Former US president Donald Trump lashed out at his successor Joe Biden on Sunday during his first speech since leaving the White House. The Republican criticised Mr Biden saying “we all knew the Biden administration was going to be bad, but none of us even imagined just how bad they would be”. But aside from recent hints about Mr Trump gunning to take Mr Biden down in 2024, what other conflicts are top priorities for the Democrat?
President Joe Biden has now been in office for more than a month, but his political agenda is only just coming into focus.
Right out of the gate, President Biden identified two main priorities: fighting the COVID-19 pandemic and promoting inclusive economic recovery.
But as the country attempts to grapple with this rampant virus, many other priorities will become central to his political agenda.
Express.co.uk speaks to global economist at the Economist Intelligence Unit Cailin Birch about which conflicts are a top priority for the 46th US leader and which are at the greatest risk of escalating.
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Cailin Birch said Mr Biden is likely to focus on reducing US military presence abroad.
Ms Birch told Express.co.uk: “Broadly, we expect the Biden administration to take a more multilateral approach than the US has in recent decades while seeking to minimise its military engagements abroad.
“However, Mr Biden is also likely to honour the US’s existing security partnerships and remain engaged in current conflicts, if withdrawal would risk deteriorating conditions on the ground.
“An example of the latter is in Afghanistan, where we no longer expect the US troop presence to be completely wound down, as the former president, Donald Trump, had previously ordered.”
Despite focusing on the withdrawal of US military presence abroad, Ms Birch believes the US will be required to monitor several ongoing conflicts.
She said: “That said, there are a handful of brewing conflicts that the administration will continue to monitor.
“The first is the heightened risk of conflict with Iran, as part of ongoing regional proxy battles in the Middle East.
“For example, the US conducted targeted missile strikes on a convoy of Iranian-aligned Iraqi militias operating in Syria on February 25.
“These were retaliatory strikes, which followed recent attacks on US interests in Iraq, which the US government believes were conducted by Iranian-backed militias in Iraq.”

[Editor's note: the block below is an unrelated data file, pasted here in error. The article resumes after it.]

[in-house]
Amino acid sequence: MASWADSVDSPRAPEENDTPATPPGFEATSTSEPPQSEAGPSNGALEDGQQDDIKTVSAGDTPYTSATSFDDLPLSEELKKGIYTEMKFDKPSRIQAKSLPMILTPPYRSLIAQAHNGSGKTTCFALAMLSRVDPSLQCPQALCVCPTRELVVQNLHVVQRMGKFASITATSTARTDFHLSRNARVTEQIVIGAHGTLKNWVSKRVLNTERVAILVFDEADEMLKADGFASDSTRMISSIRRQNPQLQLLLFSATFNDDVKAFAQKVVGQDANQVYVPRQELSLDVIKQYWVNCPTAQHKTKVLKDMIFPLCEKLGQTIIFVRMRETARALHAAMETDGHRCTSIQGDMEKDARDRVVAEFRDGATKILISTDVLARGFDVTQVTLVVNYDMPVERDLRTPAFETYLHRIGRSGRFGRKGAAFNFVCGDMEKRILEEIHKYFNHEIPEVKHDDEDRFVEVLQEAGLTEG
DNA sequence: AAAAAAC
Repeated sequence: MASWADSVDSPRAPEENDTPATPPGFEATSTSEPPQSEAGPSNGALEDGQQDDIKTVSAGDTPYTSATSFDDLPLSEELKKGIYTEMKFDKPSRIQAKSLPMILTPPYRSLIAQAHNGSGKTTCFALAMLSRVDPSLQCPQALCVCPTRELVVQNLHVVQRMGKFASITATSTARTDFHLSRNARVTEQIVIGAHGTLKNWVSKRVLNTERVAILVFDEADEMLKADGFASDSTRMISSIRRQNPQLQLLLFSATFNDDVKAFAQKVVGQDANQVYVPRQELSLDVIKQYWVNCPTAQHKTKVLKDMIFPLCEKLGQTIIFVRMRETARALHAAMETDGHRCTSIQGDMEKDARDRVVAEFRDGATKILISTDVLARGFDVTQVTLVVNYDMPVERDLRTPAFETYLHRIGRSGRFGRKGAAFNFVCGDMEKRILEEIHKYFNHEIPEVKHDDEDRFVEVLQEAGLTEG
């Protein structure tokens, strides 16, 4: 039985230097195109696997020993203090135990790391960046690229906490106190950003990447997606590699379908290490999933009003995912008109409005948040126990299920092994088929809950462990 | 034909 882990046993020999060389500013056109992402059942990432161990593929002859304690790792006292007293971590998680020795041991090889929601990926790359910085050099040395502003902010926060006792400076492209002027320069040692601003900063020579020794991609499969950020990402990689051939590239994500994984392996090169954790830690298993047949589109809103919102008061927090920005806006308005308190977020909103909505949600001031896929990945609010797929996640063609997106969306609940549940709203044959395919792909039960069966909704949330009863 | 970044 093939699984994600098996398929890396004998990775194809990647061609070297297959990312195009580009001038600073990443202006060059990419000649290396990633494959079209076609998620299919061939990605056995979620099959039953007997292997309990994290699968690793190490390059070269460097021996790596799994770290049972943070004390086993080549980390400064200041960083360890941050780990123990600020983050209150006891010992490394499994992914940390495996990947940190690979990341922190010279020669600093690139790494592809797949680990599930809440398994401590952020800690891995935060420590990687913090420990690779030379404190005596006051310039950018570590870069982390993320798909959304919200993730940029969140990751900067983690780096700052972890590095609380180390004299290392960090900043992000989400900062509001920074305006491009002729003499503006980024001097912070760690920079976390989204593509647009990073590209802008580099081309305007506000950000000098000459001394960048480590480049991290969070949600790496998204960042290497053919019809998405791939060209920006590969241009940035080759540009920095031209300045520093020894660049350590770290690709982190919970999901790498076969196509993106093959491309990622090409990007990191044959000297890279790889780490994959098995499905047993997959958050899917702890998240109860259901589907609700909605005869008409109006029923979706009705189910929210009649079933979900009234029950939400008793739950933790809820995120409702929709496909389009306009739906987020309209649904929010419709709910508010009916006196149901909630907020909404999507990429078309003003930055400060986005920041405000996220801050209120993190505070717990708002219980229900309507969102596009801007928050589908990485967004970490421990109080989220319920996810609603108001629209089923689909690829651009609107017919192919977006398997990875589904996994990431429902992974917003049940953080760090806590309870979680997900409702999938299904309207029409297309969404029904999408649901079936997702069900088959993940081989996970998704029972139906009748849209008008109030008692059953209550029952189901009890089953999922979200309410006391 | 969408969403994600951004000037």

According to the Global Conflict Tracker from the Council on Foreign Relations, there are an estimated 500 US troops in Syria and 2,500 US military personnel in Iraq.
Ms Birch added the US and Iranian relations have worsened in the last year and therefore it is a top priority for Mr Biden.
In the past few years, tensions between the US and Iran have escalated, with the nations having had no formal diplomatic relations since April 1980.
Since 1995, the United States has had an embargo on trade with Iran and during Donald Trump’s term as president, relations between the two nations worsened with war almost breaking out during the 2019/2020 Persian Gulf crisis.
Under the 2015 Iran nuclear agreement, the US and other world powers agreed to lift crippling economic sanctions against Iran in exchange for limits on the country’s nuclear program.
Former US leader Mr Trump pulled the country out of the deal in 2018 and reimposed those sanctions.
The worsening of relations between the US and Iran could have global economic, political and security implications.
If military conflict were to break out, Iran could try to block the Strait of Hormuz, a region responsible for the passage of 30 percent of the world’s oil.
This would have a resultant impact on global oil prices.
The economist added Mr Biden has made it clear he intends to de-escalate tensions with Iran.
She told Express.co.uk: “Tit-for-tat attacks between US forces and Iranian proxies in the region have multiplied in the last year.
“It is likely they will continue in the coming months, even as the US and Iranian government attempt to reopen discussions over Iran’s nuclear programme.
“Mr Biden has made it clear that he would like to de-escalate tensions with Iran, and potentially ease US sanctions if a new nuclear accord can be reached.
“However, we expect little real progress to be made in the next six months, and the risk of isolated, tit-for-tat attacks in the region remains very high.”